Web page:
- The A.C. is nice and cool, good for my heat rashes.
- How green is the golfer's turf on that LG Flatscreen! Is it a shade different from that of the FIFA grounds?
- Stana Katic has started shooting for Castle - Season 3. :)
- Am I boring?
- Can I ever beat the sound barrier?
Wednesday, July 14, 2010
Was it Jorge Luis Borges who said Art cannot be platonic? You know what? Nor can food. I swear by Nigella.
The soft, pulpy tomatoes slide off the prongs of the small, white, plastic fork as the instrumental in the background morphs from "Lady in Red" into "Take My Breath Away". Chicken Quiche is my way of telling myself that the sun will rise again. Not just tomorrow. Today, as well. Right now, if I want it to! Again and again.
I'm in Eatopia. Food Court and more.
Ah, bliss. I could read Alice in Wonderland, leather-bound and unabridged. I could swing and sway the musical totem pole at the entrance of the India Habitat Centre and hope the tinkling chimes resonate with my prayers. I could take my digicam and go on a tour of the city once again.
The crumbs of the quiche disappeared from my plate, one by one.
The lady in the orange and green patiala blew my concentration.. JUST then. An ID card hung from her neck. And suddenly, I got stuck in the Present. I don't like her nosepin. I don't like her floaters. I don't like her peeking into the veg. burger and I don't like her resting her elbows on the white marble table in the restaurant.
The little pouch of mustard is untouched on my tray. The Heinz sachet of ketchup squirted a slanting jet all over. My fingernails taste funny when I lick the red drops right off them. And just when I thought I had had enough of the molten chicken and the buttery mush inside it, I spilled my last swig of hot coffee all over my T shirt.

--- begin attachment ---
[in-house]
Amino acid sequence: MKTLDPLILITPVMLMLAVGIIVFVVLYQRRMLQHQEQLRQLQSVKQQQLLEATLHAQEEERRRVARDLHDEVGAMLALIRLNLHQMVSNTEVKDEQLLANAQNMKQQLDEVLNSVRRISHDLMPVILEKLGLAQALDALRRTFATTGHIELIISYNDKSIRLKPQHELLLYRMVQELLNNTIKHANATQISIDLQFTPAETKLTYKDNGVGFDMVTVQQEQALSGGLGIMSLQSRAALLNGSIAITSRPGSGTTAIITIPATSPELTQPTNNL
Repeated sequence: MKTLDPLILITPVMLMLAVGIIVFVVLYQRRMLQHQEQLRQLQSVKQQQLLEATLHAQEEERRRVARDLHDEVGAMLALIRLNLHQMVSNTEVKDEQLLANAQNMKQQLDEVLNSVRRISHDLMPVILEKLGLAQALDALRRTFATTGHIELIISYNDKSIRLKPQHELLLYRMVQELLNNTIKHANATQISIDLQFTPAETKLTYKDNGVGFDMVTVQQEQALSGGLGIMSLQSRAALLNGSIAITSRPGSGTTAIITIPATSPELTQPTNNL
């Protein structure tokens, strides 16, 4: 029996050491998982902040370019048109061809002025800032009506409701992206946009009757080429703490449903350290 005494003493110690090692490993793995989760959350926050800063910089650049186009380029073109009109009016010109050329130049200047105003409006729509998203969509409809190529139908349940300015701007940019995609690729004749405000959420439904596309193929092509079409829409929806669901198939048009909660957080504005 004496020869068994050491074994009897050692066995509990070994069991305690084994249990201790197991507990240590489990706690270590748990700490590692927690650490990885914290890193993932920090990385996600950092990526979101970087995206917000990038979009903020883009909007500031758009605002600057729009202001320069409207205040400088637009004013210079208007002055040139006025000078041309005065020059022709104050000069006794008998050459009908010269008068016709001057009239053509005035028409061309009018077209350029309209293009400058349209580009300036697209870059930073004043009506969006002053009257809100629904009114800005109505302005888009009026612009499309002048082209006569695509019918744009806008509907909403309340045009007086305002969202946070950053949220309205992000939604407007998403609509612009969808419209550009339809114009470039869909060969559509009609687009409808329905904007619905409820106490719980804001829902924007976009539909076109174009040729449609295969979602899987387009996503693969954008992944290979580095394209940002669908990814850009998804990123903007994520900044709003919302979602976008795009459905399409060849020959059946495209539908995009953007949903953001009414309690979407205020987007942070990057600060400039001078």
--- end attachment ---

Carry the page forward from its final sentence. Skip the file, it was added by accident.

My body feels like the city of Harappa. But do I really want to boast of the sewage? Why isn't there a loo around when you really want one?
Things I want to think about at this point to distract myself:
See how the lack of good food creates a bottomless pit, a vacuum that random thoughts rush in to occupy? Go slow, foodies, go slow.
Saturday, July 10, 2010
A perfect depression. And then the rains. When was the last time I inhaled the intoxicating smell of a plastic raincoat and wore the yellow Duckback with the black piping and the funny seed-like buttons? When was the last time I huddled along with the rest of the travellers inside the Metro station, inches away from the dripping roof? A thousand feelings engulfed me in a deluge that I succumbed to. I didn't want to record what I felt, because to capture their dynamism would make me claustrophobic.
I never knew that there could be so many colours of mud. An ant crawling on my patchwork jhola. A peacock calling its mate contentedly. A man sitting in front of a computer, peeping out of a broken windowpane just below the Delhi University logo of "Nishtha, Dhritih, Satyam". The Central Reference Library.
A lonely dog tries to sleep beside an open door as people around me squabble and chime.
"Toone andar list dekhi hai?"
"Dehaat mein ek kahawat hai, kurkur aur murmur eksaath nahi hota. Samjhe bhaiya?"
Random, of course.
The wet wood of a van-rickshaw parked next to the bicycles drips into a puddle below. And as I sit there and wait for my fellow members of a Campus theatre workshop, I wonder whether we really can be original enough to stop imitating Nature. For the Sun is a symbol of all that glitters and dazzles, creator of mirages and master of puppets. But the rains wash away all that isn't pure, all the colours of the mask that we hide behind.